But even amidst the questions and the chatter, I have to say I was feeling just as peaceful, if not more, in the woods, with my husband, kids, and faithful Murphy dog, as I have sitting in church. Something about being in nature (in God’s house), and surrounded by the spirits of settlers past, made our excursion into the woods pretty surreal yesterday. And I enjoyed it immensely.

Climb the mountains and get their good tidings. Nature’s peace will flow into you as sunshine flows into trees. The winds will blow their own freshness into you, and the storms their energy, while cares will drop off like autumn leaves.” ~ John Muir

Following the trek to the foundations we wandered over to a makeshift shooting range, where Mark and Max examined the shooter’s handy work,

and Kenna and Murphy played in the brook.

“I would make a good Indian,” Kenna said as she bounced from rock to rock to the other side of the brook and back. “You could call me Swift Foot.” Anyone who has watched Kenna play sports will laugh at that one. As my friend has said on more than one occasion, “McKenna seems to have an intense love affair with the floor/ground.”

“Yeah, OK Swift Foot,” I said with more than a hint of sarcasm. “What will we call you after you land on your butt in the water?”

Mark had some suggestions, “Princess Tripahontas,” “Swiftless Foot,” “Chief Dontfallonyourass.” Ok, I made up that last one because I couldn’t remember the rest, but it’s something he’d say.

Meanwhile Shea created channels in the mud, to divert the water pouring down the mountain trail into the brook. “This is so much fun,” said my usually content couch potato.

Then we hiked onward and upward along the rocks and the small stream in search of the water’s source, which we never found. But we did find a rock on which Kenna performed a scene out of the “Lion King,”

… and another old foundation.

Then, after corralling the gang, we headed back into the woods, off the trail, and turned towards home (I think), where we ran into some of our old friends (the kids favorite climbing rocks) …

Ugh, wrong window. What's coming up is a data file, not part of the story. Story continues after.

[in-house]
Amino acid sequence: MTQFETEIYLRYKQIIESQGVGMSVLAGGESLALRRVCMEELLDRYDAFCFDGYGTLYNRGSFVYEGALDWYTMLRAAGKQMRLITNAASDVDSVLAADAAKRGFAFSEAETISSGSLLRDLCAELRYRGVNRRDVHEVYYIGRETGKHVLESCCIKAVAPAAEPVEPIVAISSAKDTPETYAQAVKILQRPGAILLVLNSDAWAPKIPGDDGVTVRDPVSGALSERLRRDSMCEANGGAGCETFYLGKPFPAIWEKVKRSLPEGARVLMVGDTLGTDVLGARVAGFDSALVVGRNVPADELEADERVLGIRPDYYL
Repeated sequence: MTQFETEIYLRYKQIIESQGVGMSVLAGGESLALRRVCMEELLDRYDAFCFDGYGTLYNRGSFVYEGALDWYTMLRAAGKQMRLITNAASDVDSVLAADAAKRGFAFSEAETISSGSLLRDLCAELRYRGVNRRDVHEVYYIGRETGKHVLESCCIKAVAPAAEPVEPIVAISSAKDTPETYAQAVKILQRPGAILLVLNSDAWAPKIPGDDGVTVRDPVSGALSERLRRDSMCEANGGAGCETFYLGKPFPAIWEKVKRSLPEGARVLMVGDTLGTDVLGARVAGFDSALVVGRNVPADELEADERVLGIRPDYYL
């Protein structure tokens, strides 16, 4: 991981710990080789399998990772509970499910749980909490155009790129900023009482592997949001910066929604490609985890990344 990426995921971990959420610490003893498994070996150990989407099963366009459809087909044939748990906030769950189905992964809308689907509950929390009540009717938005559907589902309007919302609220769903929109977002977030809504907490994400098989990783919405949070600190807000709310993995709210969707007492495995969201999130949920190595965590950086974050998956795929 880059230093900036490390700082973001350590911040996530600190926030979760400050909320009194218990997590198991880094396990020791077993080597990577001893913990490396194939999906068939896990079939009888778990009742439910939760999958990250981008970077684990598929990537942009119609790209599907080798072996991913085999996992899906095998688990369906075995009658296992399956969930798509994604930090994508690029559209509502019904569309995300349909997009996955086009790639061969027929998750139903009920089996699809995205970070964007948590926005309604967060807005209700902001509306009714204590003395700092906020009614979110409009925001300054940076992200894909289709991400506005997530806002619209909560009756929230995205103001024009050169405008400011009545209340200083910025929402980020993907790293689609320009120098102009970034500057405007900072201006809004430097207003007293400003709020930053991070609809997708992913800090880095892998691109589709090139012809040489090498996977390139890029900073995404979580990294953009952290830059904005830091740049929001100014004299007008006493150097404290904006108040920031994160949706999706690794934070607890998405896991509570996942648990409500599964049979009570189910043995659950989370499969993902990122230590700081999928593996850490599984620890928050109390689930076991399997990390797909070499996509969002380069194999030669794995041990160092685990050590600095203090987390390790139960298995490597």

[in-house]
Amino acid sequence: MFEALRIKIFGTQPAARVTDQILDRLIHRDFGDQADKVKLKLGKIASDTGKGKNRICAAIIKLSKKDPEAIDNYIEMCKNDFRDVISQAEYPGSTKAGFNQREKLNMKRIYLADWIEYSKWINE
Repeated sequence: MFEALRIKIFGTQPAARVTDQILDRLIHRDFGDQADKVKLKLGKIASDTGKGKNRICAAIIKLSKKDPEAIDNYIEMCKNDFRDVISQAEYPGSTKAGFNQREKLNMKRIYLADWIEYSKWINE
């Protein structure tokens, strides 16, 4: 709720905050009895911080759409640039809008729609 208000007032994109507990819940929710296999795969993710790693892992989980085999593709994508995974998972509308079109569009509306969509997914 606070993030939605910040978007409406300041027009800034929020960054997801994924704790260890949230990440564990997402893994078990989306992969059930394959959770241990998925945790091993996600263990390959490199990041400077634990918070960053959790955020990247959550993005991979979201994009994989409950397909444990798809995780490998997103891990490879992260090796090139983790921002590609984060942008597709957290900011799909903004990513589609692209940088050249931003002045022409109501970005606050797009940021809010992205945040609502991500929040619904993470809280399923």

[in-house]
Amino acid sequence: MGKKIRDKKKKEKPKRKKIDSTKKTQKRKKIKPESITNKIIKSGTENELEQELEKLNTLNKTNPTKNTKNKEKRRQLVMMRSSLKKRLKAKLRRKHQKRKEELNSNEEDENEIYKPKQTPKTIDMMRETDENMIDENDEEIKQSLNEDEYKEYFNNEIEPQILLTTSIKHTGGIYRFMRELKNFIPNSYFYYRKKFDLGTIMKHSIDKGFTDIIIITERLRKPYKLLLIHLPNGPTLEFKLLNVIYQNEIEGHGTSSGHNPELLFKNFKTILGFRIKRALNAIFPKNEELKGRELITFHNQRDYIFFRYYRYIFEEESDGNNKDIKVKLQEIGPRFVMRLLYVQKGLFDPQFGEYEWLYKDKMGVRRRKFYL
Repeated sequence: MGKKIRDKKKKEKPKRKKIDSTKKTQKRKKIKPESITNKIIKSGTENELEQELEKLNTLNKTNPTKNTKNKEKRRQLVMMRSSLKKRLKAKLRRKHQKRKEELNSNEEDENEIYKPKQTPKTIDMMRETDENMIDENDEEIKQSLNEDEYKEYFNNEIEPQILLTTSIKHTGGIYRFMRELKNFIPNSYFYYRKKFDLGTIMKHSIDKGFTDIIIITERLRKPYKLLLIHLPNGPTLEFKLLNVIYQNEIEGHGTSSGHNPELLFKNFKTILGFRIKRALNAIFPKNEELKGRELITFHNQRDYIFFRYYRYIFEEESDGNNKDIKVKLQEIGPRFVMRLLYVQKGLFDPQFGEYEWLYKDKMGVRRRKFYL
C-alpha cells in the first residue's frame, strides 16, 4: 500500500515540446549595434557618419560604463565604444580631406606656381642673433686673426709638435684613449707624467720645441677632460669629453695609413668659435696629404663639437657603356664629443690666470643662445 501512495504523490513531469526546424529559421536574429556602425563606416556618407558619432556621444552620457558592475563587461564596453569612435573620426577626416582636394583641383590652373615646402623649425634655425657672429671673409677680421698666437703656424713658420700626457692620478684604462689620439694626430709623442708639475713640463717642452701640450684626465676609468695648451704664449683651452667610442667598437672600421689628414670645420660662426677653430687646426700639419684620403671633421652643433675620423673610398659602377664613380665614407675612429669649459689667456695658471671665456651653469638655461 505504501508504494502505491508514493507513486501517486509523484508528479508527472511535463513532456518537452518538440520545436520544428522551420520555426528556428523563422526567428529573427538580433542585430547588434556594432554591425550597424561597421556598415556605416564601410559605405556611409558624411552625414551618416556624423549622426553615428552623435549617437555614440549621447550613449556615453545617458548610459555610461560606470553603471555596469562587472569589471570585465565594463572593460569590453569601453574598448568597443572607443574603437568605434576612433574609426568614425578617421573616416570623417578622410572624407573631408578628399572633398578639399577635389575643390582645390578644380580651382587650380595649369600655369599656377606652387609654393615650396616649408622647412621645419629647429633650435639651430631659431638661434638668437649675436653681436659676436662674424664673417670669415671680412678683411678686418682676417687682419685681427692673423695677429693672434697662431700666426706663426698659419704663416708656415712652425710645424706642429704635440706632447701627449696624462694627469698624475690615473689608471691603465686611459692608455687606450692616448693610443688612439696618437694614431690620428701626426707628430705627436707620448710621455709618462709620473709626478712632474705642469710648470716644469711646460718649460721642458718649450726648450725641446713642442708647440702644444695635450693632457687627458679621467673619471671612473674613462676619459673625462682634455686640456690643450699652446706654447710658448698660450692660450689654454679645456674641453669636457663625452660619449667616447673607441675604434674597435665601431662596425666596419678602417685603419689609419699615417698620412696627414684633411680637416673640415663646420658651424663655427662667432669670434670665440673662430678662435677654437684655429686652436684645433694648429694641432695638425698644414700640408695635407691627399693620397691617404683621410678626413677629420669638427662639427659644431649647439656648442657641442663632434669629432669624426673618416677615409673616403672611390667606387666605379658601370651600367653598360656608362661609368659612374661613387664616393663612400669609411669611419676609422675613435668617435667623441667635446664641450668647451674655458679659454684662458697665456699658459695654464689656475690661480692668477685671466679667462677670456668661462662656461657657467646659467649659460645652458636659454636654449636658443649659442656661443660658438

Kara we found your boulder! You just have to hike a few miles in the woods to get it.

Yes. I was there!

… and Max got up close and personal with some prickers.

And then we headed home … only to realize that when we got there we were missing something, or better, someone. Max. He had decided to take a different root home with a few quickly hurled directions to him via Dad. Well, I’ve been at the receiving end of both Dad’s directions (not so good), and Max’s listening skills (even worse), so that didn’t work so well.

My peaceful morning walk turned into a pissed off tirade at good ‘ole Marky, after which he ventured back into the woods to find our missing boy. Fifteen minutes later, Shea found Max walking up the road, apparently backtracking to our trail after he came face to face with an uncrossable swamp (which Dad told him he would run into if he went the wrong way).

Regardless, everyone was now safe and sound, semi-relaxed, and little closer to God. Mark and I even called out God’s and Jesus’ names a few times during the course of that 15 minutes when Max was missing! Happy Belated Easter!

Sticky Bun Recipe

3/4 c. chopped pecans or walnuts 15 frozen dinner rolls (raw bread dough) 1 3 1/2 oz. package of butterscotch (cooking) pudding 6 Tbs. margarine, melted 3/4 c. brown sugar 1 tsp. cinnamon

Grease a bunt pan and pour nut pieces on bottom of the pan. Layer frozen dough balls on top of nuts. sprinkle the dry pudding mix over rolls.
Melt margarine in a small pan and mix in cinnamon and brown sugar. Drizzle the mixture over the top of the dough and cover with greased plastic wrap and then wrap with a towl. Allow it to sit for at least 9 hours (overnight).
Preheat oven to 325-degrees. Put the rolls in the oven and turn the temperature down to 300-degrees. Bake 14 minutes. Cool for 4 minutes. Turn pan upside down on a plate or platter, and serve.